Raoul Weil from UBS Declared A Fugitive
Toomre Capital Markets LLC ("TCM") has previously written of the bubbling scandal regarding the Swiss banking giant UBS and its activities in helping American citizens participate in various tax-avoidance schemes. Such posts included Former UBS Private Banker To Plead Guilty, Wealthy Americans Under Scrutiny in UBS Case, UBS Global Wealth Chairman Raoul Weil Indicted, and UBS Poised To Name US Tax Dodgers.
On January 13th 2009, this story is back in the news. U.S. District Judge James Cohn declared that Raoul Weil, 49, the former chairman of the global wealth management division at UBS, was a fugitive from American justice. Apparently, Mr. Weil, the head of the division in which UBS private banker Bradley Birkenfeld once worked, did not surrender to United States judicial officials on charges of conspiring to help wealthy Americans hide assets from U.S. tax authorities. In the indictment unsealed in November 2008, Mr. Weil and other unidentified bankers conspired to help approximately 20,000 Americans hide as much as twenty billion of assets in Swiss bank accounts without declaring them to U.S. tax authorities and hence paying any income taxes generated from them.
This scandal stems from the December 2007 case in which Orange County, California billionaire Igor Olenicoff pled guilty to a charge of filing a false tax return and agreed to pay $52 million in back taxes, penalties and interest. An American based in Switzerland, Bradley Birkenfeld, worked for Raoul Weil (who then oversaw UBS cross-border private banking services, including those offered to wealthy American citizens) and was the private banker for Mr. Olenicoff. Mr. Birkenfeld himself then pled guilty to conspiring to tax avoidance charges and is rumored to be cooperating with American authorities.
Mr. Weil was based in Switzerland and was a member of UBS' executive board until he stepped down after the indictment was made public. Apparently, Switzerland does not consider tax-avoidance charges serious enough to merit the extradition of its citizens. Hence, there always has been some doubt about whether Mr. Weil might ever appear before United States judicial authorities. Mr. Weil's failure to appear, though, likely will increase the pressure on his now former employer UBS to release the complete list of American citizens who had cross-border private banking accounts in Switzerland before UBS unilaterally made the decision to close them last summer.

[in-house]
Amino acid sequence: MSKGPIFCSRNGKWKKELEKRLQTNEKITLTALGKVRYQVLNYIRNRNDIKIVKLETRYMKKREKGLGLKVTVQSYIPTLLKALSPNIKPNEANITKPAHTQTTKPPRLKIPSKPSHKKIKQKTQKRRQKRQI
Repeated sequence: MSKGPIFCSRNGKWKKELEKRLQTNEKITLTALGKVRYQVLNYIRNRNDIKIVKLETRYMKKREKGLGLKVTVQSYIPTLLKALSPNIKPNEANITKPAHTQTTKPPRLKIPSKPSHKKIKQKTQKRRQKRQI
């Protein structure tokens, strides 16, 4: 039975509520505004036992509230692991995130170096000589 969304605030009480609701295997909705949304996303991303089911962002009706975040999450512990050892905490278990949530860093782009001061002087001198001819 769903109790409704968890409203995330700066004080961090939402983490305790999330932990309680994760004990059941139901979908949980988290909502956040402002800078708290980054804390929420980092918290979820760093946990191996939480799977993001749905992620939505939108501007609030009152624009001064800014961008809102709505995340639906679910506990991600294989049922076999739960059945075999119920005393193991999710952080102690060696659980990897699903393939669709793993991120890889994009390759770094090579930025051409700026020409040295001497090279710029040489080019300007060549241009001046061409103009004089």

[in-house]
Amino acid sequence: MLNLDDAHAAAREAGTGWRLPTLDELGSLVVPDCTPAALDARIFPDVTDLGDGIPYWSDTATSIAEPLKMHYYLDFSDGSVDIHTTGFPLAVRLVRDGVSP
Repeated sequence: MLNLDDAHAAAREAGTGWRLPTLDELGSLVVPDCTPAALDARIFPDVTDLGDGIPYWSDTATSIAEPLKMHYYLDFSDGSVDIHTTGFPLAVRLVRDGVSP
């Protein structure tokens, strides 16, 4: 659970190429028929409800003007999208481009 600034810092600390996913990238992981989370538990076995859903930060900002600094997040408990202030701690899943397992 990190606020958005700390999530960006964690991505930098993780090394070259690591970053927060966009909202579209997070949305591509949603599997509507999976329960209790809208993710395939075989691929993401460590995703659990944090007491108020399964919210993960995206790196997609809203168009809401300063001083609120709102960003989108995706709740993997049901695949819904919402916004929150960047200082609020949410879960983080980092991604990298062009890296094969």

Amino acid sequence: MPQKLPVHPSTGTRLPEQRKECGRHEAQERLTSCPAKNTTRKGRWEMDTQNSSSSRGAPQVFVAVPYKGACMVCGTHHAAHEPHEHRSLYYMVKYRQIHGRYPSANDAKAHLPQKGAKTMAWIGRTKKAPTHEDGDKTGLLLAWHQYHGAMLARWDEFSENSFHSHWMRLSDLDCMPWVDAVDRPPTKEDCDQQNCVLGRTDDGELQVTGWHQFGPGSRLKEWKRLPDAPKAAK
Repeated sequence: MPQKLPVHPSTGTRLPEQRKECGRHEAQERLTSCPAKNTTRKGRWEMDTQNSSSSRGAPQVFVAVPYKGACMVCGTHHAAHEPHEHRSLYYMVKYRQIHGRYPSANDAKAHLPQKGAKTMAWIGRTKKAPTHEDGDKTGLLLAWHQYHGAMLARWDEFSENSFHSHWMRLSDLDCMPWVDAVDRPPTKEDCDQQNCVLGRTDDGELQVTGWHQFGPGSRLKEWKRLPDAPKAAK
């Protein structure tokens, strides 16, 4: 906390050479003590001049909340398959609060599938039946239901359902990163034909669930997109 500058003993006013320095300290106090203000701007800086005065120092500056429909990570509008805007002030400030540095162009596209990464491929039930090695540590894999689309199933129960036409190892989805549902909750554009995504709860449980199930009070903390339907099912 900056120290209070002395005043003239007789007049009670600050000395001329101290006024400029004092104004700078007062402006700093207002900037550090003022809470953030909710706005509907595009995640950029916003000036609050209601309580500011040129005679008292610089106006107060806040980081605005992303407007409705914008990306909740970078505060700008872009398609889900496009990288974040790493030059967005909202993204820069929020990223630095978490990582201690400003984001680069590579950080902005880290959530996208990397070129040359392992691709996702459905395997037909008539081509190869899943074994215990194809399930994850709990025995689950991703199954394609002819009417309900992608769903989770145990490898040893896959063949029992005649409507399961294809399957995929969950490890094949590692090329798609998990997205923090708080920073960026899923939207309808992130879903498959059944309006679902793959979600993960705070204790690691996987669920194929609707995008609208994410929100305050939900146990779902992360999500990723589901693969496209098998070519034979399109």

As Toomre Capital Markets LLC has stated before, UBS is caught in a difficult place. Swiss strict banking laws prevent the revelation of account information simply for suspicion of tax-avoidance schemes. On the other hand, American judicial officials can criminally charge UBS which potentially would forever prevent the banking giant from conducting business in America. The reader might remember that UBS has a large presence in America both in its institutional bank and investment bank units as well as what was known as the former PaineWebber.
This declaration of Mr. Weil as a fugitive is likely to be yet another step in turning up the heat on UBS. Apparently many wealthy Americans have been making proffers to American tax authorities about their hidden assets and how hence they thus filed false income tax returns. Surely before this saga is over, a number of criminal lawsuits will be launched to further deter others from participating in tax-avoidance schemes. The interesting question is whether UBS will be criminally charged and what that fall-out might be. Until this scandal is resolved, this might not be the best time to be a retail investor with an account with UBS.